Canadian forces mull dump-smoke risk in Op Nanook’s Iqaluit housing plans
Dumpcano firefighting work may require causeway closure
Canada’s department of National Defence has taken note that Iqaluit’s dump fire could complicate living conditions for 200 military personnel who will be staying in the city between Aug. 15 and Sept. 2, in connection with Operation Nanook 2014.
This year’s version of the yearly DND-led operation, touted by the department as “the largest sovereignty exercises in Canada’s North,” takes place primarily in Davis Strait, Frobisher Bay and Iqaluit.
Trouble is, personnel in Iqaluit are supposed to set up camp in areas “primarily located” in the West 40 area, according to a request for decision presented to city council, Aug. 12.
The area is known to be swamped by smoke from city’s dump fire more often than any other part of the city, thanks to prevailing winds.
The request, presented by the city’s director of planning and development, Mélodie Simard, asks permission to use an “additional location on the Road to Nowhere” as a back-up location, if others become unavailable or unusable.
That could be the case “if the fumes are too troublesome for their operation,” Simard told council.
“These areas the Department of National Defense wants to use would accommodate temporary sleeping, eating and sanitary facilities, along with equipment and vehicle storage,” the planning director said, “and would only be used for the duration of the exercise before being removed and the site remediated.”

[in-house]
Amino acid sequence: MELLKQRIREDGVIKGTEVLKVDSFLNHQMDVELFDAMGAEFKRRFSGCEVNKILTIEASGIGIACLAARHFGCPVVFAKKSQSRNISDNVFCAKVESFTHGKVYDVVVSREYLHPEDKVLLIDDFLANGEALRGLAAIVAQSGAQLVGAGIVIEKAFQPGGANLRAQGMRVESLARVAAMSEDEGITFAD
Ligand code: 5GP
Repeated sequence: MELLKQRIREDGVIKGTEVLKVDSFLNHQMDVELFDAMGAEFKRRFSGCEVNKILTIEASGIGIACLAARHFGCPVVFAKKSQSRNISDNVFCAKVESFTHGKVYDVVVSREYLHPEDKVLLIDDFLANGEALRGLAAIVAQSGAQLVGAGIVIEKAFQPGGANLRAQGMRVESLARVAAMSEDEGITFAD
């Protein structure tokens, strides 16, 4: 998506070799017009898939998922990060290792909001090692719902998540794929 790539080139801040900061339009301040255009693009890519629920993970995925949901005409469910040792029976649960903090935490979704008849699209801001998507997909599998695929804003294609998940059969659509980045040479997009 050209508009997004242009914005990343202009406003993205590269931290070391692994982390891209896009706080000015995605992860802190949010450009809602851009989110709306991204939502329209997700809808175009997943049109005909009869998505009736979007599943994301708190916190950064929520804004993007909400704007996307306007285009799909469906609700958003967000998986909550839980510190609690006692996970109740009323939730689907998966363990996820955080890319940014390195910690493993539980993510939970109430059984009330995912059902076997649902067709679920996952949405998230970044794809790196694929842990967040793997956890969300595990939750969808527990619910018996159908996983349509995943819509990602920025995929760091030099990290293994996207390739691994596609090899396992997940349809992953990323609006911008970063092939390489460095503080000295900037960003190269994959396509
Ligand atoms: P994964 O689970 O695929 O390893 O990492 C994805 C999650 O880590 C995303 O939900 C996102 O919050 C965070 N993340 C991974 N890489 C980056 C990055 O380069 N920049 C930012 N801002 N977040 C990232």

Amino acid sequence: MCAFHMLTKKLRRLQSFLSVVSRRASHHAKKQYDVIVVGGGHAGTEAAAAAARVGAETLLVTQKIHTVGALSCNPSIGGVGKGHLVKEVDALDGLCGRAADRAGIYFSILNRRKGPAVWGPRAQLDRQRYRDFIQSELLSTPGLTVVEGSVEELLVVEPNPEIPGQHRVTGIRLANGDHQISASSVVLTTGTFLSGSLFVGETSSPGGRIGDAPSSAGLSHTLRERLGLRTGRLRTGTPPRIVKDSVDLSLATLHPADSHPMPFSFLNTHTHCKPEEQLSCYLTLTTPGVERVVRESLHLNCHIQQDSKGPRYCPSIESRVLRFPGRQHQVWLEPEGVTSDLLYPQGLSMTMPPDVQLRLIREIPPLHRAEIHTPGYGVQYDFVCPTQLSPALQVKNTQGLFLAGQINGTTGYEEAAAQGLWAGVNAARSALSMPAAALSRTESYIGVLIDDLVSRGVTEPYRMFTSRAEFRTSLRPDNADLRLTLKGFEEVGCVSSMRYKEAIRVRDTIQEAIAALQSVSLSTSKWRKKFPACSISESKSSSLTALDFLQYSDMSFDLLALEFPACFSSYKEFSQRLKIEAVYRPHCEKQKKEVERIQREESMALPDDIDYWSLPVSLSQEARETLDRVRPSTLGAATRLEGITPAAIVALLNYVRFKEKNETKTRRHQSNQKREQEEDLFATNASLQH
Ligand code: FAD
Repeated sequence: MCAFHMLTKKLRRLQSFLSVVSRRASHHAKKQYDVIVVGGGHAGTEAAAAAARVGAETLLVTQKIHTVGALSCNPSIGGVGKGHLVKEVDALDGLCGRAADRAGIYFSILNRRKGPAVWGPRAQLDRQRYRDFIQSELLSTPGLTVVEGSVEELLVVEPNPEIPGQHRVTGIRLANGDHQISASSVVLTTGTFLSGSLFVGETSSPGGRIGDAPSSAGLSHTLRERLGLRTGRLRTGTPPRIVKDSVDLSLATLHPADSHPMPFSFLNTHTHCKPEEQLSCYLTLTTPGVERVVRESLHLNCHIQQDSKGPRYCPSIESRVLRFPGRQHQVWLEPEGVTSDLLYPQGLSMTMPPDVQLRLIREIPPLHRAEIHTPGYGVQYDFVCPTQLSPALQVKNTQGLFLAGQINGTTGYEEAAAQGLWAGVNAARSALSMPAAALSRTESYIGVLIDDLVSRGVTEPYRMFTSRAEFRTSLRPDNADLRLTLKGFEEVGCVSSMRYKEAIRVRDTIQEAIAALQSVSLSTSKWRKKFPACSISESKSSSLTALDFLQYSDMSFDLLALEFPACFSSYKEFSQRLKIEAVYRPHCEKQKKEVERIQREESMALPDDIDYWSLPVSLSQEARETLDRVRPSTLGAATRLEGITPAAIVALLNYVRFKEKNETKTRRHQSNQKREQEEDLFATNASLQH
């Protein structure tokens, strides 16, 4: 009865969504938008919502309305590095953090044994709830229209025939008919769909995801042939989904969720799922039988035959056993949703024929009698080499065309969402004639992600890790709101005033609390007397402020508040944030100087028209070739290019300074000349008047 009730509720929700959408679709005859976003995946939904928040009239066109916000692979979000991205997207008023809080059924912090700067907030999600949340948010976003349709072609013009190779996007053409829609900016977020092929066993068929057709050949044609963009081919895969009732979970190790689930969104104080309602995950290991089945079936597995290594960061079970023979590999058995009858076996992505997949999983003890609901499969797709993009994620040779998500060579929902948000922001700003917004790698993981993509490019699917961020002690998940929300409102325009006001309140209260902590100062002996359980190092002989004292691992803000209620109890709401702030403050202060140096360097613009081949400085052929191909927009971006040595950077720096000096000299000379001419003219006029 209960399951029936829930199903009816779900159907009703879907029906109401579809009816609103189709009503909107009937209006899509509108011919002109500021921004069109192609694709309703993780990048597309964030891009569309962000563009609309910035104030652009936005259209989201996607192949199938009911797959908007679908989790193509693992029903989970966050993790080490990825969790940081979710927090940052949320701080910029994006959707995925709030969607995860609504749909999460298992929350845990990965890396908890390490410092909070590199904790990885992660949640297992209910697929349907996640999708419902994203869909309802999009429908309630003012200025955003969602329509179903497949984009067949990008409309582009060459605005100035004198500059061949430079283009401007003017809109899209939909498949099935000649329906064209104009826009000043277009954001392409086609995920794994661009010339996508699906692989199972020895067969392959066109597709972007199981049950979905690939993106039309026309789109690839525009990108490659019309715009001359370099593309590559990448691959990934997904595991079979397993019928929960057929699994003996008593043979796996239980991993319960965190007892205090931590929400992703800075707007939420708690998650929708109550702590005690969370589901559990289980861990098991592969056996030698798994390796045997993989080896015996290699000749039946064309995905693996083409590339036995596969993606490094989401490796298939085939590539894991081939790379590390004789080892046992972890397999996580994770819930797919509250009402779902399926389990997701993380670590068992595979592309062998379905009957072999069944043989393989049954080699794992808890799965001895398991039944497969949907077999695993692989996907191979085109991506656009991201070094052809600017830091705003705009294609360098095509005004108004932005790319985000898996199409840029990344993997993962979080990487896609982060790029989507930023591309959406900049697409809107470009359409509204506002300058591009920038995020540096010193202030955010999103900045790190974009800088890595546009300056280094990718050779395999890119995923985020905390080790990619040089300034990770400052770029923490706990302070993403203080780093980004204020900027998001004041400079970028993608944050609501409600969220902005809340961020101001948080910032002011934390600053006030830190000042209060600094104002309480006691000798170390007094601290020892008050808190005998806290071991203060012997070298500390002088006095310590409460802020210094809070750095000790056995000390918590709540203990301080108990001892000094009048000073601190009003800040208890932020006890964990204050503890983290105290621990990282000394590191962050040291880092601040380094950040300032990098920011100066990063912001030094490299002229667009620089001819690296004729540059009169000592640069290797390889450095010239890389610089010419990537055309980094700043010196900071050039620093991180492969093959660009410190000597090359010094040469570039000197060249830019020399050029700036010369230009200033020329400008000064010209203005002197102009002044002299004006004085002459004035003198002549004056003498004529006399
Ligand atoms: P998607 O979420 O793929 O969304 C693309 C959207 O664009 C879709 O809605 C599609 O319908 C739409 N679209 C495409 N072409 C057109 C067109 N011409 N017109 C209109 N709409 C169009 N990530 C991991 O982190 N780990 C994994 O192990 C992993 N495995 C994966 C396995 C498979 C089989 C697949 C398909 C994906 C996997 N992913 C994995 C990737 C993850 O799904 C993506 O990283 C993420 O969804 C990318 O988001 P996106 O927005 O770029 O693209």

The last troops will leave Sept. 2, and the first will arrive as early as Aug. 15, Iqaluit’s Joint Task Force North detachment commander, Major Pierre Maillet, told council.
Councillors refused to agree with the choice of the Road to Nowhere site, pointing out that it’s commonly used by residents for camping activities.
Coun. Kenny Bell noted that the site is located “directly across from our failed cemetery,” about 1.5 km from the nearest housing development.
“During the summer a lot of people go swimming and camping in that area,” he said.
Council agreed to find another alternate area with Iqaluit’s Joint Task Force detachment.
Plans to put out the dump fire are underway, and council, at the request of a citizen’s group called Iqalummiut for Action, promised to call on the Canadian Armed Forces to see if they can assist in the operation.
Part of the Iqaluit fire department’s dump-fire extinguishment plan calls for the possible closure of the city’s causeway, just south of the West 40 area and the dump.
The fire department will make that decision in consultation with Nunavut’s Protection Services division.
“We have a lot of hunters that use the causeway for boat-launching,” Ed Zebedee, director of protection services, told Nunatsiaq News in a recent interview. “Is it feasible, is it doable — do we have to do that.”
Areas around the causeway, Sylvia Grinnell Park and West 40 are particularly busy at the end of summer, and “that’s right when the city will be putting out the fire,” Zebedee said.
“We want to have the risks and the whole plan well thought-out,” he said. “Because any delay, once we start is going to cost a lot of money.”
The Iqaluit fire department’s dump-extinguishment operations will begin Aug. 27, at the earliest, and cost more than $3 million, according to fire chief Luc Grandmaison.